There are so many loyalists to Photoshop among the design community that feel like Photoshop is the be all – end all to any graphic editing needs. However, as a designer we all know that reducing time = better efficiency = greater profitability. So why don’t more designers use Adobe’s Fireworks for exporting graphics instead of Photoshop? Slicing in Fireworks can cut your time in half – here’s the comparison between Photoshop and Fireworks. (more…)
Not often do I learn something new about Fireworks. Granted, this may be one of the lowest areas of entries on this blog site, but I use Fireworks on a daily basis. The other day I realized something so simple that I can’t believe I didn’t notice it before, and it saves me a ton of masks on very basic vector shapes.
Gradients are a great tool to give a website color and interest, and simple usage can turn a couple of flat colors into a three dimensional area of interest.
In this entry, I am going to show you how to create a simple button. This button, our “More Info” button is pretty commmon on the web, I took mine from cue on the Tiger Direct website. The nice thing about this button is that it is completely scalable and editable at any time later on.
Being self taught, some things that seem so simple to other designers are things that I may have totally missed in my own training. Gradients with transparencies was one of them.
Let’s get started
Step 1: Open Fireworks, and choose File > New (New Document)
Step 2: Make your new document 77 x 24 pixels, set your resolution to 72 DPI, and set your canvas to “White”.
In the past, when I inserted a fireworks HTML, I drew a table, and then drew a cell size that fit the Fireworks graphics table I had just sliced and exported. I then placed it inside the cell, and went on my merry way.
Well, there is no need for that nested of tables. You can just create a new page in Dreamweaver, and place the Fireworks HTML in directly.
After a couple of years of exporting a document out of Fireworks as an HTML page and inserting it in an HTML page where I needed it, I finally figured out a way that I have more control.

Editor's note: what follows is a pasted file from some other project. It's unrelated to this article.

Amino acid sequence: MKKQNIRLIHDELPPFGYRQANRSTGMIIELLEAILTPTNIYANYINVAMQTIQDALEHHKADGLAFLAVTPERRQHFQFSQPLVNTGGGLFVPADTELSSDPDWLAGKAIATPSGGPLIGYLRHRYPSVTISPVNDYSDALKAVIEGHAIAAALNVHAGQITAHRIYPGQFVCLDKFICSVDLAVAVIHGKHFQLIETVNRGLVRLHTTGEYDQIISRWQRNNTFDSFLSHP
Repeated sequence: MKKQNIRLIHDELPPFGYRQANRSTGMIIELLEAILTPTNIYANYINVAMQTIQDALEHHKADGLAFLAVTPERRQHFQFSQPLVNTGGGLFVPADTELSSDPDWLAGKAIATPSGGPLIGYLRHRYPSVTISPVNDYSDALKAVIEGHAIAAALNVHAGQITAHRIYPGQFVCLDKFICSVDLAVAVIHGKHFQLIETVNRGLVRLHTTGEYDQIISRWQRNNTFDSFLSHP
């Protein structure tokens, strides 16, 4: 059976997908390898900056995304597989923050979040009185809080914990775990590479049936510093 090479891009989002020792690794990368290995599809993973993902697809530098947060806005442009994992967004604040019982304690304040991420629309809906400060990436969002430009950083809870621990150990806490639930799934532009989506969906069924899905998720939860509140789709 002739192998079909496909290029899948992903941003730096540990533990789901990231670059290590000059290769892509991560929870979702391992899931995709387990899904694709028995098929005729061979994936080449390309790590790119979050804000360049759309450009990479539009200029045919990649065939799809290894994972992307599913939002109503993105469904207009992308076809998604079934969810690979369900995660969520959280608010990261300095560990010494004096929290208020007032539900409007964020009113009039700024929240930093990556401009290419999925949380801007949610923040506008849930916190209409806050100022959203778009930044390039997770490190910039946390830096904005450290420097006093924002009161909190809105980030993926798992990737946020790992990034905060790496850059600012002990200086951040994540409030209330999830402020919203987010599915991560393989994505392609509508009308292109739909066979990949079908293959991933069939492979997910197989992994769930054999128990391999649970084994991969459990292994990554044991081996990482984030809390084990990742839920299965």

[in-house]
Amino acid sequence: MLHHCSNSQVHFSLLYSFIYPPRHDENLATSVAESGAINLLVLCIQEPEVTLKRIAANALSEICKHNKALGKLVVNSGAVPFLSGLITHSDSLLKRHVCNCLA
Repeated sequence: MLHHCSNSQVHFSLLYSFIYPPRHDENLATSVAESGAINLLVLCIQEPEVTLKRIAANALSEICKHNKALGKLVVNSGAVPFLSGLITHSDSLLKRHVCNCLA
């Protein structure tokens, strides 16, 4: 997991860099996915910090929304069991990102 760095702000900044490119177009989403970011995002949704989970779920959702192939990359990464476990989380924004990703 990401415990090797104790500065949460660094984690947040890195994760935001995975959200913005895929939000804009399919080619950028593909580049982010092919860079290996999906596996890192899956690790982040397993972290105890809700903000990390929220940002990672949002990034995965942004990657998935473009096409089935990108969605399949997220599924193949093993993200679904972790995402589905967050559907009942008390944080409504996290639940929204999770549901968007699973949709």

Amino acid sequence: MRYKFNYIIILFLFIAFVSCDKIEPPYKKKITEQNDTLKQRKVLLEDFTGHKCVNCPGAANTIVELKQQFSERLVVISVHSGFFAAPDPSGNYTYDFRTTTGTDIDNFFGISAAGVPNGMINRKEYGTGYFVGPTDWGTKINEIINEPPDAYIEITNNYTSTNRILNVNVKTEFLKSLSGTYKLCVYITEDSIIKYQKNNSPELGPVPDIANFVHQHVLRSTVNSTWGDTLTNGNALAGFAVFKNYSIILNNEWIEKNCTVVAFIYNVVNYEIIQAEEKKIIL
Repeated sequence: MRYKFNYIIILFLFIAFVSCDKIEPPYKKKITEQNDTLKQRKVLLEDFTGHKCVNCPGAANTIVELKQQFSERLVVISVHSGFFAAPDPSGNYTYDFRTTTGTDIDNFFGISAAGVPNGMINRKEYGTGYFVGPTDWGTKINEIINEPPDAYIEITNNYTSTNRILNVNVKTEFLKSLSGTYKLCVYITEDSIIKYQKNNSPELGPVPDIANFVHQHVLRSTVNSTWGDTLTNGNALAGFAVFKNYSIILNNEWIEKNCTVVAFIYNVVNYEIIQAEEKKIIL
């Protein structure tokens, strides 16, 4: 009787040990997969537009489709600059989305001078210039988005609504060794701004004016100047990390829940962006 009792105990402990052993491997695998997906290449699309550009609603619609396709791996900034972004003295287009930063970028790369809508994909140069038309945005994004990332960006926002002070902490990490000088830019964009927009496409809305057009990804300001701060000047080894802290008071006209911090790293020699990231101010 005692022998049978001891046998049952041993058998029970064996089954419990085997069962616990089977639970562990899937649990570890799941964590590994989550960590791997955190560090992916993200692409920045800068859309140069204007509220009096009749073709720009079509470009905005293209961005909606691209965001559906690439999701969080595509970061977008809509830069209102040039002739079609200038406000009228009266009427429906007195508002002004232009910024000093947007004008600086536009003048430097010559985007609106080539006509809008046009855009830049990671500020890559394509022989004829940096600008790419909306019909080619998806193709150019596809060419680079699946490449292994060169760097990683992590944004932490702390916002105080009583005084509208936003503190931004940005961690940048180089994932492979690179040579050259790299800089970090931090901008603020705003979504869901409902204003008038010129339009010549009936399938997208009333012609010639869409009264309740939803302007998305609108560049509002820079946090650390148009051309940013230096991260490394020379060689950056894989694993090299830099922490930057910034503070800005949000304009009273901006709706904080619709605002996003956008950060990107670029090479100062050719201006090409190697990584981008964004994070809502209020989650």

I think that most everyone probably already knows this, but if you right click on a slice you can save it individually as whatever you want to name it. Change frames to change the content on the slice, if you have set up rollovers using shared content on frames. If you need to save a handful of slices, and the export is defaulting to the wrong directory, then export a whole .html document to the location so that it remembers the correct location, later going back and deleting that document.
As I have already mentioned, the more shortcuts you can learn as a designer and implement them into your work flow the more productive you can be.
Another one I have recently learned that really helps me along is the rotate shortcuts and the fit to All and fit to Canvas shortcuts.
In Fireworks under the modify menu there are “Fit Canvas” and “Trim Canvas” options as well as rotate options.
I have set mine to Ctrl+Alt+F to Fit Canvas, and Ctrl+Alt+T to trim canvas, the latter of which I don’t use too often.
What Fit Canvas will do is remove any part of the canvas that there are no objects on, and if part of your image is off the canvas viewing area, it will fit to that dimension too.
But I will often use the two rotate commands in conjunction with the fit Canvas command when opening, trimming, rotating, saving, and closing a file.
You too can set your own shortcuts commands and save your shortcut presets in a file by going under Edit > Keyboard Shortcuts > and either Menu Commands or Tools.